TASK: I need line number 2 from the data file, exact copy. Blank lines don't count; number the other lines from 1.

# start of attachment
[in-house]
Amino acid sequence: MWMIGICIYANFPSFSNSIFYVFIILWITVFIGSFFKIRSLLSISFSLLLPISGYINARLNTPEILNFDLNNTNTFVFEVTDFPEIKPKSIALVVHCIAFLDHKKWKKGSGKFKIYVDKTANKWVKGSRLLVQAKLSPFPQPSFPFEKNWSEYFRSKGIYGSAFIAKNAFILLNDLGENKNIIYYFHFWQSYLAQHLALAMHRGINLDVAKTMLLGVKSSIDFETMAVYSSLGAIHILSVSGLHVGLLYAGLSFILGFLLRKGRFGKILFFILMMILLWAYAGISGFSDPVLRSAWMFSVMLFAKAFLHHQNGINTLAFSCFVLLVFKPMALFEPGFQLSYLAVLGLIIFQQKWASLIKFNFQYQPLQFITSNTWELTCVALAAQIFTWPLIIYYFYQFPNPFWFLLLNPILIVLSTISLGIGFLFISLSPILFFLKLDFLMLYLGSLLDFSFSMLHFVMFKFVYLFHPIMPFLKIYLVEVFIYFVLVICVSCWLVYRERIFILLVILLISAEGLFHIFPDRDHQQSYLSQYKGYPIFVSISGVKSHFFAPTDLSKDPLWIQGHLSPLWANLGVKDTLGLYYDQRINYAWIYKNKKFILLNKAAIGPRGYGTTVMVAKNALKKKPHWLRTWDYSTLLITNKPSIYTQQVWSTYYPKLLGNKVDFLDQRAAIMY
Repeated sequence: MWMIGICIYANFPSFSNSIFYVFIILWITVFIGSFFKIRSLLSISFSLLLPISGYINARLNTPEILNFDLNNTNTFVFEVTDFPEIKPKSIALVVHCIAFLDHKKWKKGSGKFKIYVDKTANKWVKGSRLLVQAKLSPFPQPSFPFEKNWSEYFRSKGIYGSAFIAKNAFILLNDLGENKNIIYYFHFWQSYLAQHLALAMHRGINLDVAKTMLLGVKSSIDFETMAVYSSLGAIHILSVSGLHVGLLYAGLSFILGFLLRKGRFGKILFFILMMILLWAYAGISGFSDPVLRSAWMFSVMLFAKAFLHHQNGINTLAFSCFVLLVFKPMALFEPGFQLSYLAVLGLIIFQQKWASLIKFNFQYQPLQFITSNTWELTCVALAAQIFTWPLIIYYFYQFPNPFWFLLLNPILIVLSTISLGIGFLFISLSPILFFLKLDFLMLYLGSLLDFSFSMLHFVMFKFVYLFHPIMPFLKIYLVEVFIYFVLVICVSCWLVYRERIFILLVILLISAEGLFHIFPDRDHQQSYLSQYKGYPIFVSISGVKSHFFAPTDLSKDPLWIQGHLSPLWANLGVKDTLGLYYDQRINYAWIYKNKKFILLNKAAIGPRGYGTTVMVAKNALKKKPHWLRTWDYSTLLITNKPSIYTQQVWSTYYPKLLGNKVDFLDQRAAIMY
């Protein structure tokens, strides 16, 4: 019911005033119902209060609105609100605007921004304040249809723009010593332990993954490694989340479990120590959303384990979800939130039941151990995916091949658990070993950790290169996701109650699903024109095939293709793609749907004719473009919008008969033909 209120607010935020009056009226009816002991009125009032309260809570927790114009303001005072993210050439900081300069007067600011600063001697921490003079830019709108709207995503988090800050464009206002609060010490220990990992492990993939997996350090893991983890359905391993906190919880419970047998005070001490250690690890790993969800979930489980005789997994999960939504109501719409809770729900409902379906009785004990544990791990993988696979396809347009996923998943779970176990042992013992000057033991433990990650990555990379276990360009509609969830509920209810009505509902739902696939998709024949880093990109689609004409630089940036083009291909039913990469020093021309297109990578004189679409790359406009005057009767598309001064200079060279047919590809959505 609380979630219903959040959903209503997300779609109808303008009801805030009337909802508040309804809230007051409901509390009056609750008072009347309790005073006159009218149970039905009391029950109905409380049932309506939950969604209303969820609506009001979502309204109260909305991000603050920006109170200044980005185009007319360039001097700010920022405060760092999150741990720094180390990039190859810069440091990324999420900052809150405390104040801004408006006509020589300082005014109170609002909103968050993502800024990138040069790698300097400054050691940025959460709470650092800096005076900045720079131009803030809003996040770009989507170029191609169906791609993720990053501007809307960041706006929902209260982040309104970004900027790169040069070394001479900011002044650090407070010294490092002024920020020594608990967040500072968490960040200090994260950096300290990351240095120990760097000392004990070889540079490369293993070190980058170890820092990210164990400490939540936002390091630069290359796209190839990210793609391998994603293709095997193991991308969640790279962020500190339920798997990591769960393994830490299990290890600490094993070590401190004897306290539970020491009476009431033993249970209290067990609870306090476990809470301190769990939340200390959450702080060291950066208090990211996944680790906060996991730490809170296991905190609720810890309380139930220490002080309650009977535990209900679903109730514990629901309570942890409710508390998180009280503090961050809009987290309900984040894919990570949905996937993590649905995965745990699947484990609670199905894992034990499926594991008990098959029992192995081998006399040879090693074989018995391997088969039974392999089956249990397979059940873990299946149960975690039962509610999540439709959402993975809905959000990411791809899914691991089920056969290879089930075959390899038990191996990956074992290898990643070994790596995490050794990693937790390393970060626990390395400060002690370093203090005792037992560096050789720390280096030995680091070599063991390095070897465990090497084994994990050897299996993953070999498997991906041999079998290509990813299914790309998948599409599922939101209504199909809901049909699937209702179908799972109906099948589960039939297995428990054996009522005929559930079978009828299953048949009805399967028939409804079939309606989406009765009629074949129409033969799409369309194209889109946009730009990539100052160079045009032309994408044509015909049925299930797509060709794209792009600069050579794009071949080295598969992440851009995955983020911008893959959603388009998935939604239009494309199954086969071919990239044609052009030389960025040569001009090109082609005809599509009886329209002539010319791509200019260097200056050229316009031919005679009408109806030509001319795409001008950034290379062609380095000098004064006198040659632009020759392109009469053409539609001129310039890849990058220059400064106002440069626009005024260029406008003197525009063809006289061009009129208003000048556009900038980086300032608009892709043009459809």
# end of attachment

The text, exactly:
Amino acid sequence: MWMIGICIYANFPSFSNSIFYVFIILWITVFIGSFFKIRSLLSISFSLLLPISGYINARLNTPEILNFDLNNTNTFVFEVTDFPEIKPKSIALVVHCIAFLDHKKWKKGSGKFKIYVDKTANKWVKGSRLLVQAKLSPFPQPSFPFEKNWSEYFRSKGIYGSAFIAKNAFILLNDLGENKNIIYYFHFWQSYLAQHLALAMHRGINLDVAKTMLLGVKSSIDFETMAVYSSLGAIHILSVSGLHVGLLYAGLSFILGFLLRKGRFGKILFFILMMILLWAYAGISGFSDPVLRSAWMFSVMLFAKAFLHHQNGINTLAFSCFVLLVFKPMALFEPGFQLSYLAVLGLIIFQQKWASLIKFNFQYQPLQFITSNTWELTCVALAAQIFTWPLIIYYFYQFPNPFWFLLLNPILIVLSTISLGIGFLFISLSPILFFLKLDFLMLYLGSLLDFSFSMLHFVMFKFVYLFHPIMPFLKIYLVEVFIYFVLVICVSCWLVYRERIFILLVILLISAEGLFHIFPDRDHQQSYLSQYKGYPIFVSISGVKSHFFAPTDLSKDPLWIQGHLSPLWANLGVKDTLGLYYDQRINYAWIYKNKKFILLNKAAIGPRGYGTTVMVAKNALKKKPHWLRTWDYSTLLITNKPSIYTQQVWSTYYPKLLGNKVDFLDQRAAIMY